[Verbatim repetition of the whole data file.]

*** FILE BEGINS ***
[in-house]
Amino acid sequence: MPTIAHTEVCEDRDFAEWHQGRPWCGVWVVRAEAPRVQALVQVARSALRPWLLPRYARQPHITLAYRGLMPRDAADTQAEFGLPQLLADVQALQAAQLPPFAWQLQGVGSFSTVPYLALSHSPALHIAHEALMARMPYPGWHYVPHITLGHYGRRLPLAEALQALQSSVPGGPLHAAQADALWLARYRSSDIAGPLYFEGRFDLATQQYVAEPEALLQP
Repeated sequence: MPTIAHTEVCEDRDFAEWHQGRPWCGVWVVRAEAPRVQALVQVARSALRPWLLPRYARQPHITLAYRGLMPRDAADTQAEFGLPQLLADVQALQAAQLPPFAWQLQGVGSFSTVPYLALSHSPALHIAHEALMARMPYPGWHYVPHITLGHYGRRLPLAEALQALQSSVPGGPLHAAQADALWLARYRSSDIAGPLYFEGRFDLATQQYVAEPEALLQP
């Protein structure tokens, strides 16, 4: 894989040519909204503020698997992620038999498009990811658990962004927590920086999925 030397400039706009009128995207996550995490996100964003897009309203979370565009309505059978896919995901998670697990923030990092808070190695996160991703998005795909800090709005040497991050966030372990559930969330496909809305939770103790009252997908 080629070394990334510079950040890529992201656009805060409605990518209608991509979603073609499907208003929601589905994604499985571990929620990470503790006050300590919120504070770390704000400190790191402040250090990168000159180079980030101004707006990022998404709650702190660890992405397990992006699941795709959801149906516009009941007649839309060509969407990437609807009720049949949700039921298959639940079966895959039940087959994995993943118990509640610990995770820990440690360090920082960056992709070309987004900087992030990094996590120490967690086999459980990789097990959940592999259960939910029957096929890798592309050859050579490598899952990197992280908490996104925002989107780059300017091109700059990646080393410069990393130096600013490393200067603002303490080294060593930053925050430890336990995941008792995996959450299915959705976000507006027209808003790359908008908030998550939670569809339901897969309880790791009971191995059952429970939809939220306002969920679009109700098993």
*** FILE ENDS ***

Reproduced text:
[in-house]
Amino acid sequence: MPTIAHTEVCEDRDFAEWHQGRPWCGVWVVRAEAPRVQALVQVARSALRPWLLPRYARQPHITLAYRGLMPRDAADTQAEFGLPQLLADVQALQAAQLPPFAWQLQGVGSFSTVPYLALSHSPALHIAHEALMARMPYPGWHYVPHITLGHYGRRLPLAEALQALQSSVPGGPLHAAQADALWLARYRSSDIAGPLYFEGRFDLATQQYVAEPEALLQP
Repeated sequence: MPTIAHTEVCEDRDFAEWHQGRPWCGVWVVRAEAPRVQALVQVARSALRPWLLPRYARQPHITLAYRGLMPRDAADTQAEFGLPQLLADVQALQAAQLPPFAWQLQGVGSFSTVPYLALSHSPALHIAHEALMARMPYPGWHYVPHITLGHYGRRLPLAEALQALQSSVPGGPLHAAQADALWLARYRSSDIAGPLYFEGRFDLATQQYVAEPEALLQP
């Protein structure tokens, strides 16, 4: 894989040519909204503020698997992620038999498009990811658990962004927590920086999925 030397400039706009009128995207996550995490996100964003897009309203979370565009309505059978896919995901998670697990923030990092808070190695996160991703998005795909800090709005040497991050966030372990559930969330496909809305939770103790009252997908 080629070394990334510079950040890529992201656009805060409605990518209608991509979603073609499907208003929601589905994604499985571990929620990470503790006050300590919120504070770390704000400190790191402040250090990168000159180079980030101004707006990022998404709650702190660890992405397990992006699941795709959801149906516009009941007649839309060509969407990437609807009720049949949700039921298959639940079966895959039940087959994995993943118990509640610990995770820990440690360090920082960056992709070309987004900087992030990094996590120490967690086999459980990789097990959940592999259960939910029957096929890798592309050859050579490598899952990197992280908490996104925002989107780059300017091109700059990646080393410069990393130096600013490393200067603002303490080294060593930053925050430890336990995941008792995996959450299915959705976000507006027209808003790359908008908030998550939670569809339901897969309880790791009971191995059952429970939809939220306002969920679009109700098993």